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Lockheed Martin workers await pact One-third of force at Middle River plant work without contract


About a third of the 900 employees at Lockheed Martin's Middle River facility are working without a contract as their union jockeys with the company for a new labor agreement.

The two sides will meet again next month, and an official with Local 738 of the United Auto Workers says its 300 members, who are production workers at Middle River, are prepared to go on strike if negotiations fall through.

Another 1,200 or so workers at Lockheed Martin Corp. facilities in Denver and Orlando, Fla., are also involved in the negotiations, and likewise are working without a contract.

The UAW contract expired Nov. 10, the same day union members rejected the company's proposed new agreement, with an overwhelming 96 percent vote against it. Representatives of Lockheed Martin met with bargainers from the international union last week in Las Vegas.

"From Lockheed Martin's standpoint, we found those meetings very helpful and productive, and we're anticipating that the union will offer a counterproposal in the very near future," company spokesman Charles Manor said yesterday at headquarters in Bethesda.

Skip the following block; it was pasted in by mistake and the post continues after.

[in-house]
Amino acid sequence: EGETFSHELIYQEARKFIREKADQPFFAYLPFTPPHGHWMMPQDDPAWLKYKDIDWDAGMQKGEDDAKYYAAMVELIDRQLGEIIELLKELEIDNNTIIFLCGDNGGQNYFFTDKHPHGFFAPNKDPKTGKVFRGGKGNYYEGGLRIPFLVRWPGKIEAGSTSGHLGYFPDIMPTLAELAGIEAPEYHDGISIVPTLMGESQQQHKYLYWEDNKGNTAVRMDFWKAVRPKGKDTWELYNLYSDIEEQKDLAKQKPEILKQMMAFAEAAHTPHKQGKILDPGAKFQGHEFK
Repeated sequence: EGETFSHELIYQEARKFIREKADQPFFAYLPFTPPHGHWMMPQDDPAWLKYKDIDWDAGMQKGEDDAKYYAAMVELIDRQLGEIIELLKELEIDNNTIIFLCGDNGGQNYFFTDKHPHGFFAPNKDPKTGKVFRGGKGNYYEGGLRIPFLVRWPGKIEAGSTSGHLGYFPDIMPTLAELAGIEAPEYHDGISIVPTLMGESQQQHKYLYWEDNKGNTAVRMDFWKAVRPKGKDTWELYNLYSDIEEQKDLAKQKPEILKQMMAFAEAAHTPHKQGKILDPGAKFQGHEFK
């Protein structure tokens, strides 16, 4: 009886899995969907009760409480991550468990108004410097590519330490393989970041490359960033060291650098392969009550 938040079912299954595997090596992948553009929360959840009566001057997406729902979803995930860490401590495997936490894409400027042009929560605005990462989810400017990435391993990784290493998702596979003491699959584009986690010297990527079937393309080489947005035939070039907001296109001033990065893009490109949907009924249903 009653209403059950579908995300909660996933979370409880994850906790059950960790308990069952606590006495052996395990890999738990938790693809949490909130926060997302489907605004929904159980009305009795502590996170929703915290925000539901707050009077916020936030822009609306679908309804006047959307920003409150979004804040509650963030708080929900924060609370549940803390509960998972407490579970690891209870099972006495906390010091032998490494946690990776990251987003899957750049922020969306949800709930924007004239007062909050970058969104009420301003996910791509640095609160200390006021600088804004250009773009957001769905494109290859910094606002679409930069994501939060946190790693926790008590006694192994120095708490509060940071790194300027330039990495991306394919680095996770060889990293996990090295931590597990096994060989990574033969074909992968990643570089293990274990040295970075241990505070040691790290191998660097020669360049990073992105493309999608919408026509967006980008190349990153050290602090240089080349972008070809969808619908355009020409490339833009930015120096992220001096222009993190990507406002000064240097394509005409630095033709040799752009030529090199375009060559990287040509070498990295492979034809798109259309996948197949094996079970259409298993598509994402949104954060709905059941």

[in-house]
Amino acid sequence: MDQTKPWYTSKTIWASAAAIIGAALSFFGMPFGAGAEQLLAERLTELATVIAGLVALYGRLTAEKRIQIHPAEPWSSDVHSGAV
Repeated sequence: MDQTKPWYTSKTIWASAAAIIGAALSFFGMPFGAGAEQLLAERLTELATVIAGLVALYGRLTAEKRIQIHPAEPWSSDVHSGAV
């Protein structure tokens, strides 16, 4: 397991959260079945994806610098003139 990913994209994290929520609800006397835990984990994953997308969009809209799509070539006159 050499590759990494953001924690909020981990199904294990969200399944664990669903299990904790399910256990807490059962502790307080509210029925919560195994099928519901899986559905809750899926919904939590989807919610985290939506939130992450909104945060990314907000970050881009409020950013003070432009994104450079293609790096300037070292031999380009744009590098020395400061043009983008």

Manor declined to release any details of the negotiations. Local 738 President Nellie Butler-Grinage said workers turned down the company's initial proposal, objecting to the size of cost-of-living raises, the payments for health benefits, and guidelines for holidays and for retirement benefits.

"Three years ago, when we had our last contract, the company said it was hurting and if we would suspend our cost of living [adjustment], we would get it on our next one," said one worker who asked not to be identified.

"Now there are all these articles on how well they're doing" and the workers aren't sharing the rewards, the worker said.

The Middle River facility, which was headquarters to the Glenn L. Martin aviation company for the middle part of the century, was rumored to be a shutdown candidate as recently as last year when Martin Marietta Corp. merged with Lockheed.

The plant's major business is in thrust reversers for commercial airplanes and in missile-launching systems for Navy vessels.

Middle River has not seen a strike in recent history. "I would characterize that relationship over the years as very respectful and harmonious," Manor said.

Pub Date: 12/10/96

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